Preparing to say goodbye to Earth

Published 6:24 pm Monday, March 16, 2015

Driving out to Hampton Roads Executive Airport last week to meet a story subject, I kept telling myself to keep an open mind.

Oscar Mathews, 32, has recently been named to a short list of 100 folks for human history’s first manned mission to Mars.

Anyone who follows offbeat news might have heard of Mars One. The nonprofit claims it is working on a serious plan to colonize the Red Planet.


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The interview lasted about 1-½ hours, spanning what seemed to be light years of subject matter.

Community journalism normally deals with school district budgets, Rotary Club fundraisers, cops and robbers. It was a rare treat to sit down and talk about humanity’s ultimate destiny, the next frontier.

Mathews was serious about his prospect of becoming among the first humans to settle another planet. To me — pretty much a complete layman — his obvious intelligence, educational and professional background, hobbies and general outlook seemed to make him the perfect Mars One candidate.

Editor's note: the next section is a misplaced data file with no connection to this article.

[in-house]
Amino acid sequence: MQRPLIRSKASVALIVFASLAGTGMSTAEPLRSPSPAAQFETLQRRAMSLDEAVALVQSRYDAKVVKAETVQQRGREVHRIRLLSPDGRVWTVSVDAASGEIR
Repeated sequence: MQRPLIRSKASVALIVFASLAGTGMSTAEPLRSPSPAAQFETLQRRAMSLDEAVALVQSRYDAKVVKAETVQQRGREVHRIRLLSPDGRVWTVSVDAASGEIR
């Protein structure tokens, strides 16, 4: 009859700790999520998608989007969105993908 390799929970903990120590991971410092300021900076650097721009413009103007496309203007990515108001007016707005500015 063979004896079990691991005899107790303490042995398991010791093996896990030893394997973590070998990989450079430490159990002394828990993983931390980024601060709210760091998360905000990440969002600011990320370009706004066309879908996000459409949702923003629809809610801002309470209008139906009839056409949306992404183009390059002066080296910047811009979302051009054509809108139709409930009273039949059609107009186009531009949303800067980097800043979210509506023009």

The would-be space colonist was philosophical about the program. He thinks we have the technology, and if we can just match it with the funding and the will, it’s going to happen.

He also said that if it doesn’t, Mars One will play an important role in firing debate about the future of the human species, and even — depending on how far the plans progress — marshalling technology toward such a mission.

On the Internet, you’ll find Mars One has a lot of detractors. It seems many people don’t want it to succeed.

Personally, I’m not afraid to come out and say that it’s perfectly clear humans will eventually move beyond being a one-planet species; it’s not just the baseless, far-fetched imaginings of science fiction writers.

The question is this: Is the time now?

In his famous speech on Sept. 12, 1962, President Kennedy said the nation would land a man on the moon, and return him home safely, by the end of the decade. And it happened.

We already have folks living beyond the surly bonds of earth, on the International Space Station.

People saddened by the ending in 2011 of America’s space shuttle program should take heart in how it got government out of the way to let private leaders and innovators in space technology bloom.

I drove away from the airport thinking that if Mathews is among the first 24 to colonize Mars, it’ll be an interview I’ll look back upon as important.